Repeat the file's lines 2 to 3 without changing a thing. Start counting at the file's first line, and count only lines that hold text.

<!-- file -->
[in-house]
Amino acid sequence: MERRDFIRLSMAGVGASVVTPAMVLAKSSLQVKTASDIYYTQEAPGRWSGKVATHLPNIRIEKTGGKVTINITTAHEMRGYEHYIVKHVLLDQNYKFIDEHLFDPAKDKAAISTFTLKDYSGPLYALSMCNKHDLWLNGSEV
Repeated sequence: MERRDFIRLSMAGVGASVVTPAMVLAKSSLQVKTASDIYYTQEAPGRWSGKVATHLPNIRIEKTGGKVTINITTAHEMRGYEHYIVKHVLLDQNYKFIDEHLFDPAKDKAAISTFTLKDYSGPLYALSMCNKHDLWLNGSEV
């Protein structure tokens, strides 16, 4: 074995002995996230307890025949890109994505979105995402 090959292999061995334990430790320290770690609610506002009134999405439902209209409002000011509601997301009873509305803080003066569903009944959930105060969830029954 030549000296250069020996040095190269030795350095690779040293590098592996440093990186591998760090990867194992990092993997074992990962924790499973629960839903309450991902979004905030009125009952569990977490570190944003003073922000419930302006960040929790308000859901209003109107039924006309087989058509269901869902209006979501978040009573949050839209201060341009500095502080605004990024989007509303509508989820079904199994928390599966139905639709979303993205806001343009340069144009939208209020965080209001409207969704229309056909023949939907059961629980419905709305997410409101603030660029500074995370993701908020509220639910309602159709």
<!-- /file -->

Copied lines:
Amino acid sequence: MERRDFIRLSMAGVGASVVTPAMVLAKSSLQVKTASDIYYTQEAPGRWSGKVATHLPNIRIEKTGGKVTINITTAHEMRGYEHYIVKHVLLDQNYKFIDEHLFDPAKDKAAISTFTLKDYSGPLYALSMCNKHDLWLNGSEV
Repeated sequence: MERRDFIRLSMAGVGASVVTPAMVLAKSSLQVKTASDIYYTQEAPGRWSGKVATHLPNIRIEKTGGKVTINITTAHEMRGYEHYIVKHVLLDQNYKFIDEHLFDPAKDKAAISTFTLKDYSGPLYALSMCNKHDLWLNGSEV